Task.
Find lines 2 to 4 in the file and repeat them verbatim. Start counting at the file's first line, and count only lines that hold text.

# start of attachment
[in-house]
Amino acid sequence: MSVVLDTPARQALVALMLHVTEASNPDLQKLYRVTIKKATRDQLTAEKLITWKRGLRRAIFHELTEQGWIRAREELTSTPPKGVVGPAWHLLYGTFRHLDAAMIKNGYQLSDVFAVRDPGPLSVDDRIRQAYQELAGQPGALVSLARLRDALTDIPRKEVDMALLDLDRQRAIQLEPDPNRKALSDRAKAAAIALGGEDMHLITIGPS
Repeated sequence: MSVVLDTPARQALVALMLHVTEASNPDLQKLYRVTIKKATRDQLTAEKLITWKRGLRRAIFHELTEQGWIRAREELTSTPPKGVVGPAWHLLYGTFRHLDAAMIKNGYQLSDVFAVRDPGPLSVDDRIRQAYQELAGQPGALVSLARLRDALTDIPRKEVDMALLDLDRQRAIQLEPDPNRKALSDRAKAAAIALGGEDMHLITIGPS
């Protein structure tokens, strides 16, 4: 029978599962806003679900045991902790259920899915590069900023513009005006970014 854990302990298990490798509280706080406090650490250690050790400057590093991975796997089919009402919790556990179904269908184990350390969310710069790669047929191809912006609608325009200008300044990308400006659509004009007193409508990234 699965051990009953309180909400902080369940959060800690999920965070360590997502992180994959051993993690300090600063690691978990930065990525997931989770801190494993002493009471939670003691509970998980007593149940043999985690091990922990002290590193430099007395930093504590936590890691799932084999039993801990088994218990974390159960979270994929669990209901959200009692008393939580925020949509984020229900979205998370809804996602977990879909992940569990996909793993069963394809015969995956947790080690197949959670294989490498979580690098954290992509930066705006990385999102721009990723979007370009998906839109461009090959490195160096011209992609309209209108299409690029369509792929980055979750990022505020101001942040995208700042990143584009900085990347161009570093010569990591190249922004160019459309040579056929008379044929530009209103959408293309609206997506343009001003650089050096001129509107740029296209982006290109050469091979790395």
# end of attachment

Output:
Amino acid sequence: MSVVLDTPARQALVALMLHVTEASNPDLQKLYRVTIKKATRDQLTAEKLITWKRGLRRAIFHELTEQGWIRAREELTSTPPKGVVGPAWHLLYGTFRHLDAAMIKNGYQLSDVFAVRDPGPLSVDDRIRQAYQELAGQPGALVSLARLRDALTDIPRKEVDMALLDLDRQRAIQLEPDPNRKALSDRAKAAAIALGGEDMHLITIGPS
Repeated sequence: MSVVLDTPARQALVALMLHVTEASNPDLQKLYRVTIKKATRDQLTAEKLITWKRGLRRAIFHELTEQGWIRAREELTSTPPKGVVGPAWHLLYGTFRHLDAAMIKNGYQLSDVFAVRDPGPLSVDDRIRQAYQELAGQPGALVSLARLRDALTDIPRKEVDMALLDLDRQRAIQLEPDPNRKALSDRAKAAAIALGGEDMHLITIGPS
């Protein structure tokens, strides 16, 4: 029978599962806003679900045991902790259920899915590069900023513009005006970014 854990302990298990490798509280706080406090650490250690050790400057590093991975796997089919009402919790556990179904269908184990350390969310710069790669047929191809912006609608325009200008300044990308400006659509004009007193409508990234 699965051990009953309180909400902080369940959060800690999920965070360590997502992180994959051993993690300090600063690691978990930065990525997931989770801190494993002493009471939670003691509970998980007593149940043999985690091990922990002290590193430099007395930093504590936590890691799932084999039993801990088994218990974390159960979270994929669990209901959200009692008393939580925020949509984020229900979205998370809804996602977990879909992940569990996909793993069963394809015969995956947790080690197949959670294989490498979580690098954290992509930066705006990385999102721009990723979007370009998906839109461009090959490195160096011209992609309209209108299409690029369509792929980055979750990022505020101001942040995208700042990143584009900085990347161009570093010569990591190249922004160019459309040579056929008379044929530009209103959408293309609206997506343009001003650089050096001129509107740029296209982006290109050469091979790395």